Long-term care

Understanding the importance of long-term care planning

Americans are living longer, healthier lives than ever before. But odds are that, during your life, you'll need some type of ongoing health care-related assistance for illness or injury. According to the Center for Disease Control and Prevention, there are 8,357,100 people each year who receive some form of long-term care support.1

The costs of home care, nursing homes, and assisted living facilities are rising quickly. For example, the national median cost of one month in an assisted living care facility was $3,628 in 2016. The fee for a private-pay, licensed home health aide ran about $3,861 a month, while a private room in a nursing home costs about $7,698 a month.2

Why you need to be prepared for long-term health care

If you ever need long-term care, Medicaid covers only some of its costs. HMOs, Medicare and Medigap will not cover every health care expense either. As a result, out-of-pocket costs for long-term care could significantly impact your life savings.

What is long-term care insurance

Long-term care insurance (LTCI) generally pays a specific dollar amount per day for a set period of time for whatever type of long-term care is outlined in the policy. For example:

  • Most of the policy benefits are triggered by physical or mental impairments designated in the policy.
  • The most common impairments result in an inability to perform certain basic daily activities.
  • Some policies require a doctor to certify that care is medically necessary.
  • Policies offering benefits for cognitive or mental impairments often require an inability to pass certain tests.

How to compare long-term care policies

When it comes to weighing the pros and cons of different insurance policies, these tips can help to make the comparison process easier.

  • Shop around
  • Carefully read and understand the Outline of Coverage portions
  • Check insurance company ratings (through A.M. Best, Moody's or Standard & Poor's) for financial stability. Each has its own system for rating companies so you may want to check more than one resource for comparison.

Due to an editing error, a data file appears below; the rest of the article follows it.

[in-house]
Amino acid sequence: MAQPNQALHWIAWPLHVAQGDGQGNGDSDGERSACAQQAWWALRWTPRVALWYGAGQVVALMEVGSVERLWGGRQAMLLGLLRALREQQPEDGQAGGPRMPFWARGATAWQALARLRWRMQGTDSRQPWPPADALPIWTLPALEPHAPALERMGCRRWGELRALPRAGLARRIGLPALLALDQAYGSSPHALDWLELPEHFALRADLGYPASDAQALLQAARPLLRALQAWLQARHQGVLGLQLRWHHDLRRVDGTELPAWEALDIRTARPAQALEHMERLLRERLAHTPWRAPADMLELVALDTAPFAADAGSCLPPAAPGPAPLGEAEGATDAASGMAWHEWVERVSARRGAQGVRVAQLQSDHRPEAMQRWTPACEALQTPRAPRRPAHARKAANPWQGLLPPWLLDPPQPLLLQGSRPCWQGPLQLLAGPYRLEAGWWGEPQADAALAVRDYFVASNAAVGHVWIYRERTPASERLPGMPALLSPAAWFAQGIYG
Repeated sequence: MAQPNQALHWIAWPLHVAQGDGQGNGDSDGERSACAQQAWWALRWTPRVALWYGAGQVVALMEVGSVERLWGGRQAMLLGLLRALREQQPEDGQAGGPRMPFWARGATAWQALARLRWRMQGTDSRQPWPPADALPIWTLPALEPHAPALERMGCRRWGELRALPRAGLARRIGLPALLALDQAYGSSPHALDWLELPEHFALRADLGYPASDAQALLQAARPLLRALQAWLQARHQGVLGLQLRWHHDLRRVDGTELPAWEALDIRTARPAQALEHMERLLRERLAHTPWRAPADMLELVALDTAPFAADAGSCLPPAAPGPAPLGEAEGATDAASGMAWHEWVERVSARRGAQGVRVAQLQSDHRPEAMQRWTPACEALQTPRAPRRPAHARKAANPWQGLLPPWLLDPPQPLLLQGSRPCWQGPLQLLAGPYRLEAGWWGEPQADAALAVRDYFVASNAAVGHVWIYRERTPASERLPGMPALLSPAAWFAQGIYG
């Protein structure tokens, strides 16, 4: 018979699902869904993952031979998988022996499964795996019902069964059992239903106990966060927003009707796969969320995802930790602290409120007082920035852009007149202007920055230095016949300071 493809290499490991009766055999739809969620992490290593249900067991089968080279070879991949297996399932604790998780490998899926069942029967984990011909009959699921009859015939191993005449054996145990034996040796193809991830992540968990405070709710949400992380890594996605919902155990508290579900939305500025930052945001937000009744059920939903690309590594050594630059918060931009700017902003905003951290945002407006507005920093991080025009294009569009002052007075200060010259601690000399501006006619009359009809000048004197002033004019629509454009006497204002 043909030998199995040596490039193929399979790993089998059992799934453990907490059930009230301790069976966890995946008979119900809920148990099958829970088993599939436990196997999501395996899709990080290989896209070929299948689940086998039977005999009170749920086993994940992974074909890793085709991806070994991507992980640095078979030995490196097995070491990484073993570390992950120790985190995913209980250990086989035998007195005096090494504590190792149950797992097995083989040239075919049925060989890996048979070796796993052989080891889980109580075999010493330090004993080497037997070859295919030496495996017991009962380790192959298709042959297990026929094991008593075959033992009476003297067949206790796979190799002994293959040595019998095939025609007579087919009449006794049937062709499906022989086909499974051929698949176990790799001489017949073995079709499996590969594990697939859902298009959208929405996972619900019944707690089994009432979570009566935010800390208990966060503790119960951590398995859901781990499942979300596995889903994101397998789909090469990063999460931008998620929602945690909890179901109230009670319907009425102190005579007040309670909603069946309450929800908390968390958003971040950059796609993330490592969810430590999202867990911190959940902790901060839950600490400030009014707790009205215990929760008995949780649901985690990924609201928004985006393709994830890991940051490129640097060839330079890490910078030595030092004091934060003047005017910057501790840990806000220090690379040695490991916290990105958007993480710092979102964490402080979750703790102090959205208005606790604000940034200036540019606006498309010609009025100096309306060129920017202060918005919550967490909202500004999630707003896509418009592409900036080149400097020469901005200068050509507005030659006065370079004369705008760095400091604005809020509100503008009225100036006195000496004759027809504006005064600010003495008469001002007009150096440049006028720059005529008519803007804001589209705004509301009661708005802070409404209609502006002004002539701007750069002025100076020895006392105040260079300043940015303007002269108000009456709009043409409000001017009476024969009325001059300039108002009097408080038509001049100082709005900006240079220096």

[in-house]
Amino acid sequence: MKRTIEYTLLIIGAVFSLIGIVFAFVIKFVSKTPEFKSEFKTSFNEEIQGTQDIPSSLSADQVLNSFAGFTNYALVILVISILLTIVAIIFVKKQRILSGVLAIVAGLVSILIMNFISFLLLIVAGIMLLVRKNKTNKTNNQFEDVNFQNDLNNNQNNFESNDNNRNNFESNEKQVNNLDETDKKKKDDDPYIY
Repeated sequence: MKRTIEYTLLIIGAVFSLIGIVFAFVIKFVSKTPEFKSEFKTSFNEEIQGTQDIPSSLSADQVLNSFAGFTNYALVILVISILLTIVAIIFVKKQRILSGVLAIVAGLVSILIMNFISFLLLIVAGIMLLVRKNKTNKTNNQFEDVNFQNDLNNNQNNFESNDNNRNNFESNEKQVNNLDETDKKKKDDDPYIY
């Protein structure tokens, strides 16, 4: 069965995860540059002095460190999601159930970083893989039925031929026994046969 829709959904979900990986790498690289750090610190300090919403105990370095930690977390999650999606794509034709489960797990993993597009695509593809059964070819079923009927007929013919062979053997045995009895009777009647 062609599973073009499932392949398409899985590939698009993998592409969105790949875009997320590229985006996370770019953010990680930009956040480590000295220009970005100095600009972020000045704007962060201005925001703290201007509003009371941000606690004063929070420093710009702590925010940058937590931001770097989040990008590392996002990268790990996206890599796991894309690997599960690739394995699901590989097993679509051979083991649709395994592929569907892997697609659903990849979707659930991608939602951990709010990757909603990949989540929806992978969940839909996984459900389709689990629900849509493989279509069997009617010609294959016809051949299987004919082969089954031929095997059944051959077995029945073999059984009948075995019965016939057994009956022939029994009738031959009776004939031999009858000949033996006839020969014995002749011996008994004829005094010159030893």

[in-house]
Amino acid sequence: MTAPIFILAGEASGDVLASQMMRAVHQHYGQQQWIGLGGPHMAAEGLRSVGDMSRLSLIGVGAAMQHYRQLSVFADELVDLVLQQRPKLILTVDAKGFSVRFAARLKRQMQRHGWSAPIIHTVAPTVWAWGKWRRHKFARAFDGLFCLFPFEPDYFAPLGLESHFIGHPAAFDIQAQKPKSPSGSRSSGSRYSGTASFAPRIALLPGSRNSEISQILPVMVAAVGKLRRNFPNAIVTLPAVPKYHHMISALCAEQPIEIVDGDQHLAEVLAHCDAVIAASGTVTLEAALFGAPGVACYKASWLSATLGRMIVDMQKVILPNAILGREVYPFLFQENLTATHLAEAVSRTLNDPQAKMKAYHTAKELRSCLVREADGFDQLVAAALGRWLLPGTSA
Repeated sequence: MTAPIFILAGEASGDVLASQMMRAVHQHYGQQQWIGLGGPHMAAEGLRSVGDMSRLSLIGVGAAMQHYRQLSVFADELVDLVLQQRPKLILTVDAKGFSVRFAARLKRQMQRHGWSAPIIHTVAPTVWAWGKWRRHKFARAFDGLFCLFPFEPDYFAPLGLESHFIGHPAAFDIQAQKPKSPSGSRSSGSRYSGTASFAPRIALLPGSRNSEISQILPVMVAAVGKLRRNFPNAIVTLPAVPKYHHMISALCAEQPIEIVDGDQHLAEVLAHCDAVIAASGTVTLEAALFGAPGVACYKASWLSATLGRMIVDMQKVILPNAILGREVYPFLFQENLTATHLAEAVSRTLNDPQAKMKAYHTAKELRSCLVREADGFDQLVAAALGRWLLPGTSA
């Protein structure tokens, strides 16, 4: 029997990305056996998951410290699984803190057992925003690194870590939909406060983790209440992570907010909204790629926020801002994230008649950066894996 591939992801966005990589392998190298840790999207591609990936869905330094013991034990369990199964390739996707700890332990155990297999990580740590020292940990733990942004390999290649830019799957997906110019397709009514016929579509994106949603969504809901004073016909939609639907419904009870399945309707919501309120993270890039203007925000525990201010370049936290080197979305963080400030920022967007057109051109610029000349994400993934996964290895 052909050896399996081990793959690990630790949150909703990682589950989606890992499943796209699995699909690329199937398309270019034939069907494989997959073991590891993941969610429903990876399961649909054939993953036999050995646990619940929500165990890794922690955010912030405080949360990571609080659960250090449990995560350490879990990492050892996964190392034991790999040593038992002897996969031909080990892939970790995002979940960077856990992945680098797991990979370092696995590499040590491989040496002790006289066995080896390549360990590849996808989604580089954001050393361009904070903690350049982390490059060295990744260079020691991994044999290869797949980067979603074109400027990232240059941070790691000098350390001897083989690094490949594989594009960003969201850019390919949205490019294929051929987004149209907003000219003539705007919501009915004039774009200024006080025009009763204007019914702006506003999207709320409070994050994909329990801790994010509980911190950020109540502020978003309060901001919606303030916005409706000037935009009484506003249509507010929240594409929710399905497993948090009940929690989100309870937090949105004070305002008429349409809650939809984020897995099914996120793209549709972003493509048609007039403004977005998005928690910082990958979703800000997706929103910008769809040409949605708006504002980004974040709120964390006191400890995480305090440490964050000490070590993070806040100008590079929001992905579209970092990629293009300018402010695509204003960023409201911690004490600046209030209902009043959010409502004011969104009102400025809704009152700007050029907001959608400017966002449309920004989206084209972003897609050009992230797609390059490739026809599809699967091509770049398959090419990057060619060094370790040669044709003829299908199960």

• Pay close attention to and compare these provisions:
    • Elimination (waiting) period before benefits are paid
    • Duration of benefits
    • Daily benefit
    • Optional inflation rider
    • Range of care
    • Coverage of pre-existing conditions
    • Premium increases during policy period
    • Guaranteed renewability
    • Grace period for late payment
    • Return of premium
    • Prior hospitalization

Other considerations for long-term care planning

Talk to your family and financial advisor about various care and housing options and the costs for yourself and others. For instance, if your parents require long-term care, do you anticipate providing financial support for them? If you become injured or ill to the extent that you require full-time assistance, what type of care would you prefer — family members, nursing home?

In addition, your attorney and financial advisor can help you organize and address more complex questions:

  • How much money should you plan to set aside for assistance? When should you start?
  • Have you coordinated long-term care planning with your estate planning needs?
  • Have you prepared advanced medical directives?
  • Are your important documents and records organized?

Get information and advice

Ameriprise financial advisors are well-versed in the fine points of long-term care insurance and can help you decide if this insurance is right for you, provide guidance as you review policies, and incorporate provisions for LTCI into your financial plan.